Product marketing deals with the first of the “4P”‘s of marketing, which are Product, Pricing, Place. Promotion. Product marketing, as opposed to product management, deals with more outbound marketing tasks. For example, product management deals with the nuts and bolts of product development within a firm, whereas product marketing deals with marketing the product to prospects, customers. Others. Product marketing, as a job function within a firm, also differs from other marketing jobs such as Marcom or marketing communications, online marketing, advertising, marketing strategy, etc.
A Product Market is something that's referred to when pitching a new product to the general public. The people you're trying to make your product appeal to is your consumer market. For example: If you were pitching a new playstation game to the public, your consumer market would probably be a younger/teenage market (depending on the type of game). Thus you'd carry out market research to find out how best to release the game. Likewise, a massage chair would probably not appeal to younger children. you'd pitch your product to an older generation.
Role of Product Marketing
Product marketing in a business addresses four important strategic questions:
* What products will be offered (i.e., the breadth and depth of the product line)?
* Who'll be the target customers (i.e., the boundaries of the market segments to be served)?
* How'll the products reach those customers (i.e., the distribution channels to be used)?
* Why'll customers prefer our products to those of competitors (i.e., the distinctive attributes and value to be provided)?
Product Marketing vs. Product Management
Product marketing frequently differs from product management in high-tech companies. Whereas the product manager is required to take a product’s requirements from the sales and marketing personnel and create a product requirements document (PRD), which will be used by the engineering team to build the product, the product marketing manager can be engaged in the task of creating a marketing requirements document (MRD), which is used as source for the product management to develop the PRD.
In other companies the product manager creates both the MRDs and the PRDs, while the product marketing manager does outbound tasks like giving product demonstrations in trade shows, creating marketing collateral like hot-sheets, beat-sheets, cheat sheets, data sheets, white papers. Case studies. This requires the product marketing manager to be skilled not only in competitor analysis, market research. Technical writing. Also in more business oriented activities like conducting ROI and NPV analyses on technology investments, strategizing how the decision criteria of the prospects or customers can be changed so that they buy the company’s product vis-a-vis the competitor’s product, etc.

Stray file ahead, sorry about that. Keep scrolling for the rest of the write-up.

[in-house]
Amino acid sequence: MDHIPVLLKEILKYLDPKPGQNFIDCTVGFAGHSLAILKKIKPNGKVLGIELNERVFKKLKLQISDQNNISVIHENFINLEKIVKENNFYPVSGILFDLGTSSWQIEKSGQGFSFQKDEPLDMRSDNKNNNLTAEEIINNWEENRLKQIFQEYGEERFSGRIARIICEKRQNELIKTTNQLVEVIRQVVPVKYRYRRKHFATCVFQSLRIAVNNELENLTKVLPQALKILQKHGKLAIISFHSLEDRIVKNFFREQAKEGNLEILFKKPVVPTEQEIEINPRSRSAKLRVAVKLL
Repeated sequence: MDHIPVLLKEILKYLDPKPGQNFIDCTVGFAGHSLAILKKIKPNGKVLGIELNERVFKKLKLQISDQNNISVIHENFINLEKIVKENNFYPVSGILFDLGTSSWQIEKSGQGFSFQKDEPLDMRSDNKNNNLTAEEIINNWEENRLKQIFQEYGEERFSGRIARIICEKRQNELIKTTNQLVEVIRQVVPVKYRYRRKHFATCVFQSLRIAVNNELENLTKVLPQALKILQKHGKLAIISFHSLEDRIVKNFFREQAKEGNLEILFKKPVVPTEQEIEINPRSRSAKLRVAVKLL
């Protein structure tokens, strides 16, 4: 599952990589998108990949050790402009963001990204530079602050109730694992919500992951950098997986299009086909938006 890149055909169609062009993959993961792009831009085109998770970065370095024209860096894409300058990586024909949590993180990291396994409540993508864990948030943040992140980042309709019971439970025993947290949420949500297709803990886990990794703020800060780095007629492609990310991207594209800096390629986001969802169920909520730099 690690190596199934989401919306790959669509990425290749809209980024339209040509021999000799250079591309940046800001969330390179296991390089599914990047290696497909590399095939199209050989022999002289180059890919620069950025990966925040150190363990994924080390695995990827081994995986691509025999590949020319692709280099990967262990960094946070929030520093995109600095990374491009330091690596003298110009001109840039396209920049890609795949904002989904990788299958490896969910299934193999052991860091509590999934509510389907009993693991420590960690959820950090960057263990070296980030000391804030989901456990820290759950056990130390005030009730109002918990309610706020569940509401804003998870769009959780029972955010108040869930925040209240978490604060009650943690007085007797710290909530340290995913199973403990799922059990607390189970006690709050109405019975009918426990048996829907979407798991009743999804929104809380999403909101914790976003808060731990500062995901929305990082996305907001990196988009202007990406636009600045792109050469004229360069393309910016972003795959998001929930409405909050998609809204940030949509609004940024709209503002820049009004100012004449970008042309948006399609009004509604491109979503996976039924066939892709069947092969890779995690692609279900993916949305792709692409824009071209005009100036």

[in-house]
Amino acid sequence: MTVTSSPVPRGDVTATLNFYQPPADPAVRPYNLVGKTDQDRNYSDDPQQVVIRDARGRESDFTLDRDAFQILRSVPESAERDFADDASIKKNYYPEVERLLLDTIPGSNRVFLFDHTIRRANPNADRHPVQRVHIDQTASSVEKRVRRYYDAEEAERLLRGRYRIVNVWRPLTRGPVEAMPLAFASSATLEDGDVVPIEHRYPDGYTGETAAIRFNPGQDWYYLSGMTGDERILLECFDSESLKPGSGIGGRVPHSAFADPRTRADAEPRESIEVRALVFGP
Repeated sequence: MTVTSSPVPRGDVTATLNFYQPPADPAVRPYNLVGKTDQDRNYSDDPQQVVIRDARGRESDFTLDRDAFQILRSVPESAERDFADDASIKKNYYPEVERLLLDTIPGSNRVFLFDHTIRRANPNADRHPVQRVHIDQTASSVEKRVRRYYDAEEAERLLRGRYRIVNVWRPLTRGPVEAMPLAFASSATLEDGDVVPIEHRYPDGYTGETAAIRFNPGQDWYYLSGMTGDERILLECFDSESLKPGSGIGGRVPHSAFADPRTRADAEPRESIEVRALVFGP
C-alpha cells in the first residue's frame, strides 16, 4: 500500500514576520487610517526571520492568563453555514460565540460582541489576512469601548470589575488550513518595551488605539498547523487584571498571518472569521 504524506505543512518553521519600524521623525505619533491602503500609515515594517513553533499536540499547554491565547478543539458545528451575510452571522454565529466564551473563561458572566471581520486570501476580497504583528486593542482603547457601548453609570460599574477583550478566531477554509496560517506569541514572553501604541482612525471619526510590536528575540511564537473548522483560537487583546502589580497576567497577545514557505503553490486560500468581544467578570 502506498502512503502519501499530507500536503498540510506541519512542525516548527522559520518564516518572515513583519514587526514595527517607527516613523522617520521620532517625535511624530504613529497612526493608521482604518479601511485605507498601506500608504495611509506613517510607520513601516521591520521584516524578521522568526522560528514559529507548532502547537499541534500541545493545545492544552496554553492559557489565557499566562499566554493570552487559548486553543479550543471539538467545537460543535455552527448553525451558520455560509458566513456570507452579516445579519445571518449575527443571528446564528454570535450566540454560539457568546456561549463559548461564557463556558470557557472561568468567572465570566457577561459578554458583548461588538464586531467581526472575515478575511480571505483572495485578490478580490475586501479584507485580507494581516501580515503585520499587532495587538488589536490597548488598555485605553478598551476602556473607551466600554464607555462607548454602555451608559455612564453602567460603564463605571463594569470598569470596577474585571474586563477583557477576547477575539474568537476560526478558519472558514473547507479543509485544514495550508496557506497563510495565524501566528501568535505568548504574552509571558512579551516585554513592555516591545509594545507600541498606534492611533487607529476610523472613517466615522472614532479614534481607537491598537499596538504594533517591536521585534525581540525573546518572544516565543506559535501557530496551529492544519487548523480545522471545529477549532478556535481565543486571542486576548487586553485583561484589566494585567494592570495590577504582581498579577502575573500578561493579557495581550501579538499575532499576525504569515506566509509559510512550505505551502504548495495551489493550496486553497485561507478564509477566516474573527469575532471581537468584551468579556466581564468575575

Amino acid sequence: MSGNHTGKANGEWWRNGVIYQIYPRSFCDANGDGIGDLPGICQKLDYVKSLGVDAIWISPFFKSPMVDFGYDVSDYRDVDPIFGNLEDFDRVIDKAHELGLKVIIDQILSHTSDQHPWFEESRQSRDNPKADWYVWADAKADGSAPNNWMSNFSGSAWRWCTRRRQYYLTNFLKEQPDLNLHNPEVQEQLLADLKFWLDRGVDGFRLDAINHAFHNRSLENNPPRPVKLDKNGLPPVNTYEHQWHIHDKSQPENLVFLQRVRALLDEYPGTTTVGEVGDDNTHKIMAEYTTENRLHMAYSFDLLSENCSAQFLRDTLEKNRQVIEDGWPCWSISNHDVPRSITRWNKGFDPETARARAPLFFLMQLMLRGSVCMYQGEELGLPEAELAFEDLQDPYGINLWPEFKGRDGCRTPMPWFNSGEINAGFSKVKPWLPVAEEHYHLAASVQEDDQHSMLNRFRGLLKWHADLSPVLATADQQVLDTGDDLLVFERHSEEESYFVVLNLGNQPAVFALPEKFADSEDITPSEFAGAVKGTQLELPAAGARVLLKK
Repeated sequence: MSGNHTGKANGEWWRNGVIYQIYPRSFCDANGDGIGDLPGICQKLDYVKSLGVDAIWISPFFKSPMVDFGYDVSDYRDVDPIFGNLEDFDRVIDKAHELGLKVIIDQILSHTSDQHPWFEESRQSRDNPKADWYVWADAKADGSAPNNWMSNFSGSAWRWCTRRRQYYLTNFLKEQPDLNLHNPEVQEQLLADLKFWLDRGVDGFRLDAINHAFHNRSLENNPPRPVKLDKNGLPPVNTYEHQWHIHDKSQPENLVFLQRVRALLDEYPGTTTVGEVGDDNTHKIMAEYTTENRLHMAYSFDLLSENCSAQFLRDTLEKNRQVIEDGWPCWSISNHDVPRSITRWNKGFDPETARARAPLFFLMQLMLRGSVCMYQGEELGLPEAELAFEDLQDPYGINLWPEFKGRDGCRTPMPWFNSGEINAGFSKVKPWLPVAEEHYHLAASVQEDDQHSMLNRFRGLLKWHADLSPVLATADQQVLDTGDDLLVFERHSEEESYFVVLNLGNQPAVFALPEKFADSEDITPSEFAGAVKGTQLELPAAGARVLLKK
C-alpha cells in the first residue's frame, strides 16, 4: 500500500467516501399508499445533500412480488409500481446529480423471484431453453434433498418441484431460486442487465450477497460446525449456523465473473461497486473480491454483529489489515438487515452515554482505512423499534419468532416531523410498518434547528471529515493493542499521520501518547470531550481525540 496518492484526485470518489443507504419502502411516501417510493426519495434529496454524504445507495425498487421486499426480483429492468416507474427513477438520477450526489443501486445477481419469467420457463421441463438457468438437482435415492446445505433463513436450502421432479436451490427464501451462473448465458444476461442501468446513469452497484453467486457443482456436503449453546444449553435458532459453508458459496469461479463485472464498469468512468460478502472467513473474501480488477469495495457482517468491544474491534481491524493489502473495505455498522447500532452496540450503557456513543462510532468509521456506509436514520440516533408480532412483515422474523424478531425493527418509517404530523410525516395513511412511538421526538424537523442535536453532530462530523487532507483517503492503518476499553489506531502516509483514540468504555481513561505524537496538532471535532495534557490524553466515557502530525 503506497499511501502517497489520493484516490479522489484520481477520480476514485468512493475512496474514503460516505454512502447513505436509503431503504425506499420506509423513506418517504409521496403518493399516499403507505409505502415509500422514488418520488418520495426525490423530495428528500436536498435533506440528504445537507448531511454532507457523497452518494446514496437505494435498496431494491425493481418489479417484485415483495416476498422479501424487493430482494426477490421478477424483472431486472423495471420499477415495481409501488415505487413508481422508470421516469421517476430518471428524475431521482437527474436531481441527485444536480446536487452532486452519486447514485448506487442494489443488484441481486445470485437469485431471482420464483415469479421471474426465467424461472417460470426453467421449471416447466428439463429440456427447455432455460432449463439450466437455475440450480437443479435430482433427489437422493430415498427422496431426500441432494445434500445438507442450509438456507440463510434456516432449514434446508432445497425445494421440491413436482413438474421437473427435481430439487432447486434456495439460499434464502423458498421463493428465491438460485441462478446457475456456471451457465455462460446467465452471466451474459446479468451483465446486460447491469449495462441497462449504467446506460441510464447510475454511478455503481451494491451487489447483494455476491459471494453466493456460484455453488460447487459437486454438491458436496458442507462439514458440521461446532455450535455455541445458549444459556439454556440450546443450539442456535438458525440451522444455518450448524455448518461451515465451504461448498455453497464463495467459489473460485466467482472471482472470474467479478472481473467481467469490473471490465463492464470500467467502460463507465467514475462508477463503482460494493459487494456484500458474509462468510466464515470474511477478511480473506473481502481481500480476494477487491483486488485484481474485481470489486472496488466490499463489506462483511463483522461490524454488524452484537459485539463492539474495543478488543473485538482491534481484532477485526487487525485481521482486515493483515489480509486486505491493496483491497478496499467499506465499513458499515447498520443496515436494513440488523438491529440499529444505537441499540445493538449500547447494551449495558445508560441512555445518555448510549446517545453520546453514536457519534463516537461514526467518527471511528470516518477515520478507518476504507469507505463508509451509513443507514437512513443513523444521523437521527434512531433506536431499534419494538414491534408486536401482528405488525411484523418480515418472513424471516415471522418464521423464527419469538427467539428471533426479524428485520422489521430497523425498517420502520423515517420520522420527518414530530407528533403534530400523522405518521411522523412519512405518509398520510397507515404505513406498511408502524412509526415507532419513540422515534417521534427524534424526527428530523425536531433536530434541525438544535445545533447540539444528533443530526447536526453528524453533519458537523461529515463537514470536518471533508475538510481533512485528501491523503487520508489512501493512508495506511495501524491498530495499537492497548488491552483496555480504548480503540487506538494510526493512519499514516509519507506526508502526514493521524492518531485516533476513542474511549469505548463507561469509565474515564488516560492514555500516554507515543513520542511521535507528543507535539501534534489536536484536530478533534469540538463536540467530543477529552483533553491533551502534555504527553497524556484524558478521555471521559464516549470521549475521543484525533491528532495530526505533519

In smaller high-tech firms or start-ups, product marketing and product management functions can be blurred. Both tasks may be borne by one individual. However, as the company grows someone needs to focus on creating good requirements documents for the engineering team, whereas someone else needs to focus on how to analyse the market, influence the “analysts”, press, etc. When such clear demarcation becomes visible, the former falls under the domain of product management. The latter, under product marketing. In Silicon Valley, in particular, product marketing professionals have considerable domain experience in a particular market or technology or both. Some Silicon Valley firms have titles such as Product Marketing Engineer, who tend to be promoted to managers in due course.
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This definition is part of a series that covers the topic of Marketing Strategy. The Official Guide to Marketing Strategy is Samantha Hartley. Samantha Hartley of Enlightened Marketing works with successful socially responsible business owners who still struggle with peaks and valleys in their businesses. She helps them to increase sales without selling out.
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